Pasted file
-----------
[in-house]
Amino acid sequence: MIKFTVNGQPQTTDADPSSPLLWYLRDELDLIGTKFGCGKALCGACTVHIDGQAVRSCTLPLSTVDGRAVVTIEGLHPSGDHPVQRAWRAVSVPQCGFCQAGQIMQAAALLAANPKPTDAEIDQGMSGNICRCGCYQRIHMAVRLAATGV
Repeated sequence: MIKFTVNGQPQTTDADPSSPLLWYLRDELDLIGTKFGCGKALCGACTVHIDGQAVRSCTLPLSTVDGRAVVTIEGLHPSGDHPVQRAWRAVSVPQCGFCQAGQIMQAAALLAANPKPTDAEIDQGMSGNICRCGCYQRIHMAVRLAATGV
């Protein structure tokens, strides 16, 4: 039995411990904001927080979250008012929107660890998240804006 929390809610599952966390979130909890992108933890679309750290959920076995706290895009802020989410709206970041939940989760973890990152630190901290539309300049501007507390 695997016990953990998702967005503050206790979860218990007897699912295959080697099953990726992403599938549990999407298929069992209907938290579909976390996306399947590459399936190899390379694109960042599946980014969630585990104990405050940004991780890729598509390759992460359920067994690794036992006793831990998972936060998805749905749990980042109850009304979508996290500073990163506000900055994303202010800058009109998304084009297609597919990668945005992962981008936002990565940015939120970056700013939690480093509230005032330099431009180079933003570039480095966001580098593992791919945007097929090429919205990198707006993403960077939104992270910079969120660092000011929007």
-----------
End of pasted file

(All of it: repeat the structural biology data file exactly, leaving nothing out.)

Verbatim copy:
[in-house]
Amino acid sequence: MIKFTVNGQPQTTDADPSSPLLWYLRDELDLIGTKFGCGKALCGACTVHIDGQAVRSCTLPLSTVDGRAVVTIEGLHPSGDHPVQRAWRAVSVPQCGFCQAGQIMQAAALLAANPKPTDAEIDQGMSGNICRCGCYQRIHMAVRLAATGV
Repeated sequence: MIKFTVNGQPQTTDADPSSPLLWYLRDELDLIGTKFGCGKALCGACTVHIDGQAVRSCTLPLSTVDGRAVVTIEGLHPSGDHPVQRAWRAVSVPQCGFCQAGQIMQAAALLAANPKPTDAEIDQGMSGNICRCGCYQRIHMAVRLAATGV
């Protein structure tokens, strides 16, 4: 039995411990904001927080979250008012929107660890998240804006 929390809610599952966390979130909890992108933890679309750290959920076995706290895009802020989410709206970041939940989760973890990152630190901290539309300049501007507390 695997016990953990998702967005503050206790979860218990007897699912295959080697099953990726992403599938549990999407298929069992209907938290579909976390996306399947590459399936190899390379694109960042599946980014969630585990104990405050940004991780890729598509390759992460359920067994690794036992006793831990998972936060998805749905749990980042109850009304979508996290500073990163506000900055994303202010800058009109998304084009297609597919990668945005992962981008936002990565940015939120970056700013939690480093509230005032330099431009180079933003570039480095966001580098593992791919945007097929090429919205990198707006993403960077939104992270910079969120660092000011929007």